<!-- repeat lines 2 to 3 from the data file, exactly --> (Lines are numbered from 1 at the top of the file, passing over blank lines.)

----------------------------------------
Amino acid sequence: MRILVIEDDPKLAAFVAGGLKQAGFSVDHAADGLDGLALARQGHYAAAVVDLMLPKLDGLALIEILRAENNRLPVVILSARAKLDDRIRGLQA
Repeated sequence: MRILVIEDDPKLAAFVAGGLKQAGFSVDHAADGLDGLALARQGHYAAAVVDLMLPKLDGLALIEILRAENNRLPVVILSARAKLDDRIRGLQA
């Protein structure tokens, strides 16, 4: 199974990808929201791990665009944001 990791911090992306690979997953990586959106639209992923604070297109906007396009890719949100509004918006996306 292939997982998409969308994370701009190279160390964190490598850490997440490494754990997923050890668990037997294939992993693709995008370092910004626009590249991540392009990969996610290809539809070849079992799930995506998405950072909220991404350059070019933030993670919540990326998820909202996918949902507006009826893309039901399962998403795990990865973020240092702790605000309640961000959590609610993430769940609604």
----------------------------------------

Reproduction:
Repeated sequence: MRILVIEDDPKLAAFVAGGLKQAGFSVDHAADGLDGLALARQGHYAAAVVDLMLPKLDGLALIEILRAENNRLPVVILSARAKLDDRIRGLQA
């Protein structure tokens, strides 16, 4: 199974990808929201791990665009944001 990791911090992306690979997953990586959106639209992923604070297109906007396009890719949100509004918006996306 292939997982998409969308994370701009190279160390964190490598850490997440490494754990997923050890668990037997294939992993693709995008370092910004626009590249991540392009990969996610290809539809070849079992799930995506998405950072909220991404350059070019933030993670919540990326998820909202996918949902507006009826893309039901399962998403795990990865973020240092702790605000309640961000959590609610993430769940609604």